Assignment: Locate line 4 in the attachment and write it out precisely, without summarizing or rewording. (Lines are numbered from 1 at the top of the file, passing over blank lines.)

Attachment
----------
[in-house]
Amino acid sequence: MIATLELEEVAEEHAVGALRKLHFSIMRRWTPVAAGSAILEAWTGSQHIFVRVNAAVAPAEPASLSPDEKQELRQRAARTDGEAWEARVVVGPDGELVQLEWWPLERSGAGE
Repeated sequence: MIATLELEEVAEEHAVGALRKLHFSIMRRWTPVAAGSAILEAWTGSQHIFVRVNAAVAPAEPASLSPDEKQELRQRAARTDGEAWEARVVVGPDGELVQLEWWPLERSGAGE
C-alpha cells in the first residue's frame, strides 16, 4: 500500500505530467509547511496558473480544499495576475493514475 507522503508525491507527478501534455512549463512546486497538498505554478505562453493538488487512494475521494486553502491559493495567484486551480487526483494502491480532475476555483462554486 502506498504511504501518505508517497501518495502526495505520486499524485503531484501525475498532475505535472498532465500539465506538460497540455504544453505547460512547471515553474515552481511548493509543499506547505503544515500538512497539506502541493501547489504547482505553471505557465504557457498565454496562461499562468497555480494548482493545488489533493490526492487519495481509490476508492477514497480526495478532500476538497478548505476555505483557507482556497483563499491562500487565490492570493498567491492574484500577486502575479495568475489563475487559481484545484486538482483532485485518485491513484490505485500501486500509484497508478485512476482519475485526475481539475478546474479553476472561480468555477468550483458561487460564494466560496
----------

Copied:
C-alpha cells in the first residue's frame, strides 16, 4: 500500500505530467509547511496558473480544499495576475493514475 507522503508525491507527478501534455512549463512546486497538498505554478505562453493538488487512494475521494486553502491559493495567484486551480487526483494502491480532475476555483462554486 502506498504511504501518505508517497501518495502526495505520486499524485503531484501525475498532475505535472498532465500539465506538460497540455504544453505547460512547471515553474515552481511548493509543499506547505503544515500538512497539506502541493501547489504547482505553471505557465504557457498565454496562461499562468497555480494548482493545488489533493490526492487519495481509490476508492477514497480526495478532500476538497478548505476555505483557507482556497483563499491562500487565490492570493498567491492574484500577486502575479495568475489563475487559481484545484486538482483532485485518485491513484490505485500501486500509484497508478485512476482519475485526475481539475478546474479553476472561480468555477468550483458561487460564494466560496